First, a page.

Q&A: Designing for Conveyor Hygiene

Ken Lento, Senior Business Strategist, Optical and Food for Flexlink Systems, Inc., discusses the importance of conveyor equipment design in reducing the potential of foodborne pathogens entering the supply chain.

According to the Centers for Disease Control and Prevention (CDC), each year foodborne illnesses sicken nearly 128,000 individuals and result in 3,000 deaths in the U.S.[1] Despite incorporating protocols such as frequent wash downs, food manufacturers often struggle to maintain clean conveyor equipment along processing and packaging lines. Exposed conveyor systems remain vulnerable to contamination ranging from unwanted pathogens to leaks that occur along a production line.

In this Q&A, Ken Lento, Senior Business Strategist, Optical and Food for Flexlink Systems, Inc., discusses the importance of conveyor equipment design in reducing the potential of foodborne pathogens entering the supply chain. Lento has more than 25 years of experience in material handling, specializing in precision assembly, lab automation and food manufacturing. He will be presenting an Innovation Stage session on hygienic equipment design at PACK EXPO East 2017 (Pennsylvania Convention Center, Philadelphia; Feb. 27โ€“March 1).

Q: What are some industry concerns regarding food safety?

A: Food manufacturers have always maintained a focus on reducing the potential for foodborne illnesses in processing operations, but one area that continues to be a challenge is ensuring the cleanliness of conveyor systems. Conveyors can be particularly vulnerable to bacterial growth, including pathogens such as listeria. All it takes is one scratch on a metal conveyor to be a source of harmful bacterial growth. Recently a manufacturer was fined $11 million after a building leak contaminated a food conveyor and resulted in consumers getting sick. This is a problem that continues to impact the industry.

Q: What are some common sources of bacterial growth?

A: Bacteria will grow in areas where water gets trapped. It also grows under poor hygienic conditions, which can include improper or incomplete cleaning. If companies have discovered contamination, they need to have a thorough process in place to ensure that they are implementing the correct protocols. This includes rigorous testing. Even with proper protocols, conveyor systems that are not hygienically designed can be inherently vulnerable to bacterial build-up.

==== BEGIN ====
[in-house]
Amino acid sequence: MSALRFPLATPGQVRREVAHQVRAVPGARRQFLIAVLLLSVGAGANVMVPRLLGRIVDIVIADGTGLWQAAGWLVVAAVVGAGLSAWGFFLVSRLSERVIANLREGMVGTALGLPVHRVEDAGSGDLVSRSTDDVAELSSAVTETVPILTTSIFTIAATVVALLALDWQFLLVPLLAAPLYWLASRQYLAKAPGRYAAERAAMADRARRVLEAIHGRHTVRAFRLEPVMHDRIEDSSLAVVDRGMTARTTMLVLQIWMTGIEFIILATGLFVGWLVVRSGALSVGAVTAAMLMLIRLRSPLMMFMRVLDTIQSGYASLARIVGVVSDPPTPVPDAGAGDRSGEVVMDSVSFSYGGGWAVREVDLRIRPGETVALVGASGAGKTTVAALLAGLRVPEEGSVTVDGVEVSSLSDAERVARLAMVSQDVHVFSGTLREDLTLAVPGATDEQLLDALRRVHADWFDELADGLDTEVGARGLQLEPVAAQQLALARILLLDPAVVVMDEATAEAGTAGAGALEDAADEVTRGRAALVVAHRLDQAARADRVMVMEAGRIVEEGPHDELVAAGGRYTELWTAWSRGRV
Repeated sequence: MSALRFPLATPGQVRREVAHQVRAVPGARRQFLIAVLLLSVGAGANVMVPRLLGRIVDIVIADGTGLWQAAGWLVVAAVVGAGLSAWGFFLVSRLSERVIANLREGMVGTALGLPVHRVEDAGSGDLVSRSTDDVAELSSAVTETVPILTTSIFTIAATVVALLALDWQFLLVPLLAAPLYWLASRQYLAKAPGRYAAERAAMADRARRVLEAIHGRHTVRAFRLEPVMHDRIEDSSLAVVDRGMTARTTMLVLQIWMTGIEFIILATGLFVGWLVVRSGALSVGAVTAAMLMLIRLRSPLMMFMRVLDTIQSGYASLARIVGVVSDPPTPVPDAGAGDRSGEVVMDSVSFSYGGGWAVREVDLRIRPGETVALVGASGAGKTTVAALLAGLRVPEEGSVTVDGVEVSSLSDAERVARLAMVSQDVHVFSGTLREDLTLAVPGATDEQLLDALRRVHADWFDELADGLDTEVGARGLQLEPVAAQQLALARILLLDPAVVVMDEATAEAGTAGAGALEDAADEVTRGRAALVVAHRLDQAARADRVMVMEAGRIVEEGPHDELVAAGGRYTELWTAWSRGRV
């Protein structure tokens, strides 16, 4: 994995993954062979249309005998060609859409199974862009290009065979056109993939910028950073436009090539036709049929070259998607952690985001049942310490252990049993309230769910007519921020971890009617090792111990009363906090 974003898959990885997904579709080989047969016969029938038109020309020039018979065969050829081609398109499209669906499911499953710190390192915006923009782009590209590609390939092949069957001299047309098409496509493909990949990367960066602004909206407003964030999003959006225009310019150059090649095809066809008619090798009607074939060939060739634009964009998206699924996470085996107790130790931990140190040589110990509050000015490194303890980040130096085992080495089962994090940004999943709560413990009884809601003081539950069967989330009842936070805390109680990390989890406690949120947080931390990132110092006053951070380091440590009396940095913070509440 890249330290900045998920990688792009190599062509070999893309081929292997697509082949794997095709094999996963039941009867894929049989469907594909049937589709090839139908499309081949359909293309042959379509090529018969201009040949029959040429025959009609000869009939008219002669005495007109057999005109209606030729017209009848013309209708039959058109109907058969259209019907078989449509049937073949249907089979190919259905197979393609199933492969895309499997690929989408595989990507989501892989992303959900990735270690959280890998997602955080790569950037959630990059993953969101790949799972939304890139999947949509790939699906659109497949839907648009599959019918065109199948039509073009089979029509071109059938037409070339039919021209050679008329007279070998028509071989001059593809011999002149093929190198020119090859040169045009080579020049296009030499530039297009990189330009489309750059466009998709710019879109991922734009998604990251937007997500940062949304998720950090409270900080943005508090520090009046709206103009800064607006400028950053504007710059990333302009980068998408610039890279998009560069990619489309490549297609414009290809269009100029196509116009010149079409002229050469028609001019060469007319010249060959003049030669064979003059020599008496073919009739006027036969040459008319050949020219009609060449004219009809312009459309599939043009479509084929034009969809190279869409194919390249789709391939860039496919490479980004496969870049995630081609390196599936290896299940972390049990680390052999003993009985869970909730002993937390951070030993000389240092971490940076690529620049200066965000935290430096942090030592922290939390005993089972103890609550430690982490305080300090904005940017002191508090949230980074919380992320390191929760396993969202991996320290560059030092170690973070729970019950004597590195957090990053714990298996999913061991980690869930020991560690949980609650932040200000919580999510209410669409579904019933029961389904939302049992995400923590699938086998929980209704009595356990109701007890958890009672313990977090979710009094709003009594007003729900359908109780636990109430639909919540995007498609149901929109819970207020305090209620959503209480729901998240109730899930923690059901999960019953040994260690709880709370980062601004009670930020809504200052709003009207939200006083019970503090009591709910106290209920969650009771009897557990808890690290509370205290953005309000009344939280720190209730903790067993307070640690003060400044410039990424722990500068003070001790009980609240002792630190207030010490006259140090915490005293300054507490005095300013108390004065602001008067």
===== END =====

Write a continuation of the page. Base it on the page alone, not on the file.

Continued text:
Q: What hygienic design options should manufacturers look for in conveyor equipment?

A: There are about 10 fundamental design elements that food manufacturers need to follow with respect to equipment, including conveyor systems. The most important rule is to avoid metal-to-metal contact. Water can build up behind screw heads and be a source for bacterial growth. To avoid trapping water, surfaces should be sloped and not flat, and hollow tube bodies should be avoided because they can trap water as well. Itโ€™s also important to assure worker accessibility to all components so that they can be easily cleaned. I have seen conveyor systems with chains and belts that are difficult to reach. This makes effective cleaning more difficult and increases the risk of bacterial contamination.

Q: What are some first steps that manufacturers should consider?

A: Manufacturers need to take a hard look at their conveyors and, for that matter, other equipment to ensure proper hygienic design. They should look for suppliers who use FDA-compliant materials for food safety. Suppliers should also be certified by a reputable organization such as 3A Sanitary Standards, Inc., which is a recognized standard for equipment cleanliness. This shows that manufacturers have taken important steps to improve hygiene in the design and manufacturing processes.

Q: Does the Food Safety Modernization Act (FSMA) require manufacturers to incorporate upgrades to conveyor equipment?

A: The FSMA does not specify design requirements, but the new law does raise the attention level for sanitary food handling. Companies need to start recording and monitoring their processes, including doing more risk analyses. If companies were not motivated to make changes beforehand, FSMA now adds a sense of urgency. Beyond FSMA, it just makes business sense to incorporate properly designed equipment and ensure sanitary protocols. All it takes is one incident of foodborne illness to wreak havoc with your brand. Manufacturers cannot afford to take that risk.

[1] Source: Centers for Disease Control and Prevention. https://www.cdc.gov/foodborneburden/2011-foodborne-estimates.html